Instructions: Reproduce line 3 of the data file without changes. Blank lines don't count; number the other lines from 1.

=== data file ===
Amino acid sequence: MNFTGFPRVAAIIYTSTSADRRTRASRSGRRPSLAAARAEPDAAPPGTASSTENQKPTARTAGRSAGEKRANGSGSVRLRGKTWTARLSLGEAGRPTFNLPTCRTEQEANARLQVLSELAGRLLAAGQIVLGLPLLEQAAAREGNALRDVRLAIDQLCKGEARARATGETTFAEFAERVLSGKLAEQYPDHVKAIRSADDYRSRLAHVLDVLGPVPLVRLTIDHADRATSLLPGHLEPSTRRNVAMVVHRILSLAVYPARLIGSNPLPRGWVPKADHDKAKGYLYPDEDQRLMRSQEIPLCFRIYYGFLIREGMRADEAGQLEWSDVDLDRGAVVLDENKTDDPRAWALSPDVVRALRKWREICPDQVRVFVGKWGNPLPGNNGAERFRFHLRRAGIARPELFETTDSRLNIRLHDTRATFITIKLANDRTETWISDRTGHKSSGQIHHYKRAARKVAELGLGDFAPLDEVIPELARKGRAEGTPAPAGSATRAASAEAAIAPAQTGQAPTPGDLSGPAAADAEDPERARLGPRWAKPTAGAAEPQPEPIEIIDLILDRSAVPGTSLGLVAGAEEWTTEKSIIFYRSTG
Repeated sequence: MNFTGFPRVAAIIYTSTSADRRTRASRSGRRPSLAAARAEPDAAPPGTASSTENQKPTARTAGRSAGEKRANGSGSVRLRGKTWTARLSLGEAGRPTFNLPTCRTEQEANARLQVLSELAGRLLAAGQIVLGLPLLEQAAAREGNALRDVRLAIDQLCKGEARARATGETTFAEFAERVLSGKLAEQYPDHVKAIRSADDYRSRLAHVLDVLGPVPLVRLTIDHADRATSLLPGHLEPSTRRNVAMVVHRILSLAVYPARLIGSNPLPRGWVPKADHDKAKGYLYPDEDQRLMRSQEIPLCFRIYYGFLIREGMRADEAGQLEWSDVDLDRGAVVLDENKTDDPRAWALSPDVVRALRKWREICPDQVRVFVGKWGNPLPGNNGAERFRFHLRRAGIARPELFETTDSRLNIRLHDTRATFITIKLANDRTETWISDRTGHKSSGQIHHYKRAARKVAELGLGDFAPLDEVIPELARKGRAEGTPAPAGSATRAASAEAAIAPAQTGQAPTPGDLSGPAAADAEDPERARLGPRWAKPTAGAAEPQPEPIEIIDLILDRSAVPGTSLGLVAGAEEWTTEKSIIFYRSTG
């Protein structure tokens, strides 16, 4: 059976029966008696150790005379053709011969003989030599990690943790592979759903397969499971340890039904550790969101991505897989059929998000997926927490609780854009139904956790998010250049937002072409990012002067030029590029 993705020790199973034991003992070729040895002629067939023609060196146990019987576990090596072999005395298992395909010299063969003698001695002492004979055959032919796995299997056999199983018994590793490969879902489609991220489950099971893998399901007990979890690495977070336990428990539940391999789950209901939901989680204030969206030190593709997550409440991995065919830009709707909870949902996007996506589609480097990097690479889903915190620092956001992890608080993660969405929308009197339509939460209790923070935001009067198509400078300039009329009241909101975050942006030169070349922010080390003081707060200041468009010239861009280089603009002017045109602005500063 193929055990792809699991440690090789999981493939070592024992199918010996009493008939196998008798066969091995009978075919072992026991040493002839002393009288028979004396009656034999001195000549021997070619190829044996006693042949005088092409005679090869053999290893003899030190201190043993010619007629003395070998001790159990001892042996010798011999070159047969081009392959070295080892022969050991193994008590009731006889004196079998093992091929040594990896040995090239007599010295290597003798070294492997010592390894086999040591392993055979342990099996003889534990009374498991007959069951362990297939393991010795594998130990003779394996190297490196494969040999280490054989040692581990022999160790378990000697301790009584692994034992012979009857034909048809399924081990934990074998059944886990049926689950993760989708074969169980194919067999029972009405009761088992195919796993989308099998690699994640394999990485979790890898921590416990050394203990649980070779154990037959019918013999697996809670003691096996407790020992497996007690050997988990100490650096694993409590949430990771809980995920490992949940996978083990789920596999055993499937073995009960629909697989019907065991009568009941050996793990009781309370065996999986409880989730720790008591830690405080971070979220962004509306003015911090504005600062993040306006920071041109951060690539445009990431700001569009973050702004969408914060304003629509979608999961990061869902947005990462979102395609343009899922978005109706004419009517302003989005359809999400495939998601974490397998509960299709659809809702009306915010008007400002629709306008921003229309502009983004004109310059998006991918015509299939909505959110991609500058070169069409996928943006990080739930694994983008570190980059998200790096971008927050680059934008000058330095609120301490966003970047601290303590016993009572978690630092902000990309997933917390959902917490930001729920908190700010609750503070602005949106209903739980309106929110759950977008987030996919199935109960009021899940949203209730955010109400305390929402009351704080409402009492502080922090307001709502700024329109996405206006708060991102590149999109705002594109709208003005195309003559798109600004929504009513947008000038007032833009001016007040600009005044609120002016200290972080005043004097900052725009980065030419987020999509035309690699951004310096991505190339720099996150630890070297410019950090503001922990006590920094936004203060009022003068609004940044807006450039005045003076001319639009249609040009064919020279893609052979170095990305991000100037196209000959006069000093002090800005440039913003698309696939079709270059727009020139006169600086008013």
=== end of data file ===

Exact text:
């Protein structure tokens, strides 16, 4: 059976029966008696150790005379053709011969003989030599990690943790592979759903397969499971340890039904550790969101991505897989059929998000997926927490609780854009139904956790998010250049937002072409990012002067030029590029 993705020790199973034991003992070729040895002629067939023609060196146990019987576990090596072999005395298992395909010299063969003698001695002492004979055959032919796995299997056999199983018994590793490969879902489609991220489950099971893998399901007990979890690495977070336990428990539940391999789950209901939901989680204030969206030190593709997550409440991995065919830009709707909870949902996007996506589609480097990097690479889903915190620092956001992890608080993660969405929308009197339509939460209790923070935001009067198509400078300039009329009241909101975050942006030169070349922010080390003081707060200041468009010239861009280089603009002017045109602005500063 193929055990792809699991440690090789999981493939070592024992199918010996009493008939196998008798066969091995009978075919072992026991040493002839002393009288028979004396009656034999001195000549021997070619190829044996006693042949005088092409005679090869053999290893003899030190201190043993010619007629003395070998001790159990001892042996010798011999070159047969081009392959070295080892022969050991193994008590009731006889004196079998093992091929040594990896040995090239007599010295290597003798070294492997010592390894086999040591392993055979342990099996003889534990009374498991007959069951362990297939393991010795594998130990003779394996190297490196494969040999280490054989040692581990022999160790378990000697301790009584692994034992012979009857034909048809399924081990934990074998059944886990049926689950993760989708074969169980194919067999029972009405009761088992195919796993989308099998690699994640394999990485979790890898921590416990050394203990649980070779154990037959019918013999697996809670003691096996407790020992497996007690050997988990100490650096694993409590949430990771809980995920490992949940996978083990789920596999055993499937073995009960629909697989019907065991009568009941050996793990009781309370065996999986409880989730720790008591830690405080971070979220962004509306003015911090504005600062993040306006920071041109951060690539445009990431700001569009973050702004969408914060304003629509979608999961990061869902947005990462979102395609343009899922978005109706004419009517302003989005359809999400495939998601974490397998509960299709659809809702009306915010008007400002629709306008921003229309502009983004004109310059998006991918015509299939909505959110991609500058070169069409996928943006990080739930694994983008570190980059998200790096971008927050680059934008000058330095609120301490966003970047601290303590016993009572978690630092902000990309997933917390959902917490930001729920908190700010609750503070602005949106209903739980309106929110759950977008987030996919199935109960009021899940949203209730955010109400305390929402009351704080409402009492502080922090307001709502700024329109996405206006708060991102590149999109705002594109709208003005195309003559798109600004929504009513947008000038007032833009001016007040600009005044609120002016200290972080005043004097900052725009980065030419987020999509035309690699951004310096991505190339720099996150630890070297410019950090503001922990006590920094936004203060009022003068609004940044807006450039005045003076001319639009249609040009064919020279893609052979170095990305991000100037196209000959006069000093002090800005440039913003698309696939079709270059727009020139006169600086008013």